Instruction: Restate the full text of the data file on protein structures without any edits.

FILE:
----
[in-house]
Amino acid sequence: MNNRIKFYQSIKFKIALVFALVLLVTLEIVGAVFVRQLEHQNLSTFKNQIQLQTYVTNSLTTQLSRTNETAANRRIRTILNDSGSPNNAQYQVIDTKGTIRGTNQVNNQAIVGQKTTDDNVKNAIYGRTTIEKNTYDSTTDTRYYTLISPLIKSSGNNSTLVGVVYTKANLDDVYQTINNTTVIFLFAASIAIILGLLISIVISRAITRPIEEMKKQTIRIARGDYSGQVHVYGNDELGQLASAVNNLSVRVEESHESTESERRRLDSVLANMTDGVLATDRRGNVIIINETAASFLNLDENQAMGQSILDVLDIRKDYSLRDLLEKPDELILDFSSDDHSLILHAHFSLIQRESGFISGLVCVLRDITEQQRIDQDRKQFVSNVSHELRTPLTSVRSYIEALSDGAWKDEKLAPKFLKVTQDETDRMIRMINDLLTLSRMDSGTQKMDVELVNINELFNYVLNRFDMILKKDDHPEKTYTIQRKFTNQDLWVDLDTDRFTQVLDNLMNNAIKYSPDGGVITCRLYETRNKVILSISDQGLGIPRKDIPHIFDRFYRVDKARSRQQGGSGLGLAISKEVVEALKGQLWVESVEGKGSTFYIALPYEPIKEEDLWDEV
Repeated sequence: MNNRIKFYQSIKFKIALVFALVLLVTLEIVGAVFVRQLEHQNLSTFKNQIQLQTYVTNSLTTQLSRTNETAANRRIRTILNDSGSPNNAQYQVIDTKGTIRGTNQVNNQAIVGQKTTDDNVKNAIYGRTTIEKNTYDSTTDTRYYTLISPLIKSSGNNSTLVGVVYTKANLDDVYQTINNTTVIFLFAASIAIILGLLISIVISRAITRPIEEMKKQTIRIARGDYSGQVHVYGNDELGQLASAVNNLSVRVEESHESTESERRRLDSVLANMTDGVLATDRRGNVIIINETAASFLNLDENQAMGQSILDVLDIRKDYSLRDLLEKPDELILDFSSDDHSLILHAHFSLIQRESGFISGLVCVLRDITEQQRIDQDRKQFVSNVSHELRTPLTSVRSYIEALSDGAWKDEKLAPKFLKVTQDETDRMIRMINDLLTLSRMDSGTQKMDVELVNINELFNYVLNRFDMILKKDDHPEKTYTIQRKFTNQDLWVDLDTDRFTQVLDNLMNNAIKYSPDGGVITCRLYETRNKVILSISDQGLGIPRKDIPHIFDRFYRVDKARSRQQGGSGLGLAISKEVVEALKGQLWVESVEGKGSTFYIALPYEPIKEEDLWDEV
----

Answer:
[in-house]
Amino acid sequence: MNNRIKFYQSIKFKIALVFALVLLVTLEIVGAVFVRQLEHQNLSTFKNQIQLQTYVTNSLTTQLSRTNETAANRRIRTILNDSGSPNNAQYQVIDTKGTIRGTNQVNNQAIVGQKTTDDNVKNAIYGRTTIEKNTYDSTTDTRYYTLISPLIKSSGNNSTLVGVVYTKANLDDVYQTINNTTVIFLFAASIAIILGLLISIVISRAITRPIEEMKKQTIRIARGDYSGQVHVYGNDELGQLASAVNNLSVRVEESHESTESERRRLDSVLANMTDGVLATDRRGNVIIINETAASFLNLDENQAMGQSILDVLDIRKDYSLRDLLEKPDELILDFSSDDHSLILHAHFSLIQRESGFISGLVCVLRDITEQQRIDQDRKQFVSNVSHELRTPLTSVRSYIEALSDGAWKDEKLAPKFLKVTQDETDRMIRMINDLLTLSRMDSGTQKMDVELVNINELFNYVLNRFDMILKKDDHPEKTYTIQRKFTNQDLWVDLDTDRFTQVLDNLMNNAIKYSPDGGVITCRLYETRNKVILSISDQGLGIPRKDIPHIFDRFYRVDKARSRQQGGSGLGLAISKEVVEALKGQLWVESVEGKGSTFYIALPYEPIKEEDLWDEV
Repeated sequence: MNNRIKFYQSIKFKIALVFALVLLVTLEIVGAVFVRQLEHQNLSTFKNQIQLQTYVTNSLTTQLSRTNETAANRRIRTILNDSGSPNNAQYQVIDTKGTIRGTNQVNNQAIVGQKTTDDNVKNAIYGRTTIEKNTYDSTTDTRYYTLISPLIKSSGNNSTLVGVVYTKANLDDVYQTINNTTVIFLFAASIAIILGLLISIVISRAITRPIEEMKKQTIRIARGDYSGQVHVYGNDELGQLASAVNNLSVRVEESHESTESERRRLDSVLANMTDGVLATDRRGNVIIINETAASFLNLDENQAMGQSILDVLDIRKDYSLRDLLEKPDELILDFSSDDHSLILHAHFSLIQRESGFISGLVCVLRDITEQQRIDQDRKQFVSNVSHELRTPLTSVRSYIEALSDGAWKDEKLAPKFLKVTQDETDRMIRMINDLLTLSRMDSGTQKMDVELVNINELFNYVLNRFDMILKKDDHPEKTYTIQRKFTNQDLWVDLDTDRFTQVLDNLMNNAIKYSPDGGVITCRLYETRNKVILSISDQGLGIPRKDIPHIFDRFYRVDKARSRQQGGSGLGLAISKEVVEALKGQLWVESVEGKGSTFYIALPYEPIKEEDLWDEV